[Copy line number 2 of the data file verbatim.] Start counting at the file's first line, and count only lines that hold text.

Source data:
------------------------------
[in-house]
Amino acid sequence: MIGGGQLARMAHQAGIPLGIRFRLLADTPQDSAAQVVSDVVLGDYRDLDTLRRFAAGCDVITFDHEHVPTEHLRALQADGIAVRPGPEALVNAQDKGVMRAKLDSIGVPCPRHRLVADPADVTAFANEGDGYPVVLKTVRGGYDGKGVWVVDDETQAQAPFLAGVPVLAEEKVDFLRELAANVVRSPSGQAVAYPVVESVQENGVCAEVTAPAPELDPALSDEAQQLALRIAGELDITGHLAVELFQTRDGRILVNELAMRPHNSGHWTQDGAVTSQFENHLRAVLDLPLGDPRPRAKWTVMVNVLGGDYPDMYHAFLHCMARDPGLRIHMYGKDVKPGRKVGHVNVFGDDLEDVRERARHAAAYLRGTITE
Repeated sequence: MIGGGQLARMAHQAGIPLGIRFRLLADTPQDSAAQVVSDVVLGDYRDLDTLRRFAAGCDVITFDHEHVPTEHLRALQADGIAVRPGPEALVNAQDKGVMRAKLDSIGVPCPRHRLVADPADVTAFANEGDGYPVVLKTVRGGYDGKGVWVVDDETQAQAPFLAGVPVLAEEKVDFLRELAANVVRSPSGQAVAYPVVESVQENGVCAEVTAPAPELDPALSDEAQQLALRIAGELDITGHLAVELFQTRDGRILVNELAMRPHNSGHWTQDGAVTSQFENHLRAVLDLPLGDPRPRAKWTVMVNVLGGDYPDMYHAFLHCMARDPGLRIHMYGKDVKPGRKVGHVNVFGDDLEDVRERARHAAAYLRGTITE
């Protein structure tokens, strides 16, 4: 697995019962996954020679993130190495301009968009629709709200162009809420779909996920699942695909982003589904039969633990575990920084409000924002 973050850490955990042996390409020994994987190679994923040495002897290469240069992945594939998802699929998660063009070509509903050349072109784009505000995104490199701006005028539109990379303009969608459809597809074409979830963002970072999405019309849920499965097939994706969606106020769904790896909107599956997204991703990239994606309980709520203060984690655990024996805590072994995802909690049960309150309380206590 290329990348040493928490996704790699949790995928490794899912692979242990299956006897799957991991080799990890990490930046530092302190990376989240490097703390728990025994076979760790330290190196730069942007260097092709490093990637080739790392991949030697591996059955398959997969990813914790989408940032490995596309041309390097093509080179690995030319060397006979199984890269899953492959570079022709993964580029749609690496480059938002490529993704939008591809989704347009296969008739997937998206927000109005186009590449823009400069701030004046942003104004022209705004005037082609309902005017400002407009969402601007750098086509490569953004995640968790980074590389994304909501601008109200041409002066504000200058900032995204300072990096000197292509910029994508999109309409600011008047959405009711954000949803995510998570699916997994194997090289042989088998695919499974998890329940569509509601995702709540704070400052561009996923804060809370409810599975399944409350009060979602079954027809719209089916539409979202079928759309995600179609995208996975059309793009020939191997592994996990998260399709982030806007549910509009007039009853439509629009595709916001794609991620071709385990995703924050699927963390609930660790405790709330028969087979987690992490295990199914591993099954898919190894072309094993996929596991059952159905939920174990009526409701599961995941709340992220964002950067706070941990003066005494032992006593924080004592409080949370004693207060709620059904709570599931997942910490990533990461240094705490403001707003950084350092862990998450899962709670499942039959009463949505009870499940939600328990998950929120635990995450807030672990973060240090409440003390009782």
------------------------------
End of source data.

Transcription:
Amino acid sequence: MIGGGQLARMAHQAGIPLGIRFRLLADTPQDSAAQVVSDVVLGDYRDLDTLRRFAAGCDVITFDHEHVPTEHLRALQADGIAVRPGPEALVNAQDKGVMRAKLDSIGVPCPRHRLVADPADVTAFANEGDGYPVVLKTVRGGYDGKGVWVVDDETQAQAPFLAGVPVLAEEKVDFLRELAANVVRSPSGQAVAYPVVESVQENGVCAEVTAPAPELDPALSDEAQQLALRIAGELDITGHLAVELFQTRDGRILVNELAMRPHNSGHWTQDGAVTSQFENHLRAVLDLPLGDPRPRAKWTVMVNVLGGDYPDMYHAFLHCMARDPGLRIHMYGKDVKPGRKVGHVNVFGDDLEDVRERARHAAAYLRGTITE